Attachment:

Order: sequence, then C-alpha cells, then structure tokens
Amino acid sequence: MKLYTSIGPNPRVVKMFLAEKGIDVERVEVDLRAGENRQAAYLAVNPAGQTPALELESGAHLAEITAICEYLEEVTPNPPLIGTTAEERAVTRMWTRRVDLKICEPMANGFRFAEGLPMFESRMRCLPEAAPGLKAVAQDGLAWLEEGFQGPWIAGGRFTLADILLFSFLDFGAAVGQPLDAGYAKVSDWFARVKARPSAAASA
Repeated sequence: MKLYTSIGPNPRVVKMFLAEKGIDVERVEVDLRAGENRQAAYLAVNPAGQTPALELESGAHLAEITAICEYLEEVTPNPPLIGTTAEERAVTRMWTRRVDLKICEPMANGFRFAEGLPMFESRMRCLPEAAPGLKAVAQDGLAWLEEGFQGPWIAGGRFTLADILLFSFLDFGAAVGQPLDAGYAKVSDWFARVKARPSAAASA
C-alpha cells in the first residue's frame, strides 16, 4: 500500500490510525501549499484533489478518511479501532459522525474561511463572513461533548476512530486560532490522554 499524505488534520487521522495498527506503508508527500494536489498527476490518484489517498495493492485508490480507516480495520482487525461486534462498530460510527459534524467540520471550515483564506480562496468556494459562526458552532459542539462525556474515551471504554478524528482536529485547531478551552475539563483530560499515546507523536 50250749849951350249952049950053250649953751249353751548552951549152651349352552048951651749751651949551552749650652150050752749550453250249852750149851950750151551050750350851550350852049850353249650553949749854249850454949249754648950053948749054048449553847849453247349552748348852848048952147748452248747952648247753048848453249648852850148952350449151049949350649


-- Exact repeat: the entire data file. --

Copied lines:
Order: sequence, then C-alpha cells, then structure tokens
Amino acid sequence: MKLYTSIGPNPRVVKMFLAEKGIDVERVEVDLRAGENRQAAYLAVNPAGQTPALELESGAHLAEITAICEYLEEVTPNPPLIGTTAEERAVTRMWTRRVDLKICEPMANGFRFAEGLPMFESRMRCLPEAAPGLKAVAQDGLAWLEEGFQGPWIAGGRFTLADILLFSFLDFGAAVGQPLDAGYAKVSDWFARVKARPSAAASA
Repeated sequence: MKLYTSIGPNPRVVKMFLAEKGIDVERVEVDLRAGENRQAAYLAVNPAGQTPALELESGAHLAEITAICEYLEEVTPNPPLIGTTAEERAVTRMWTRRVDLKICEPMANGFRFAEGLPMFESRMRCLPEAAPGLKAVAQDGLAWLEEGFQGPWIAGGRFTLADILLFSFLDFGAAVGQPLDAGYAKVSDWFARVKARPSAAASA
C-alpha cells in the first residue's frame, strides 16, 4: 500500500490510525501549499484533489478518511479501532459522525474561511463572513461533548476512530486560532490522554 499524505488534520487521522495498527506503508508527500494536489498527476490518484489517498495493492485508490480507516480495520482487525461486534462498530460510527459534524467540520471550515483564506480562496468556494459562526458552532459542539462525556474515551471504554478524528482536529485547531478551552475539563483530560499515546507523536 50250749849951350249952049950053250649953751249353751548552951549152651349352552048951651749751651949551552749650652150050752749550453250249852750149851950750151551050750350851550350852049850353249650553949749854249850454949249754648950053948749054048449553847849453247349552748348852848048952147748452248747952648247753048848453249648852850148952350449151049949350649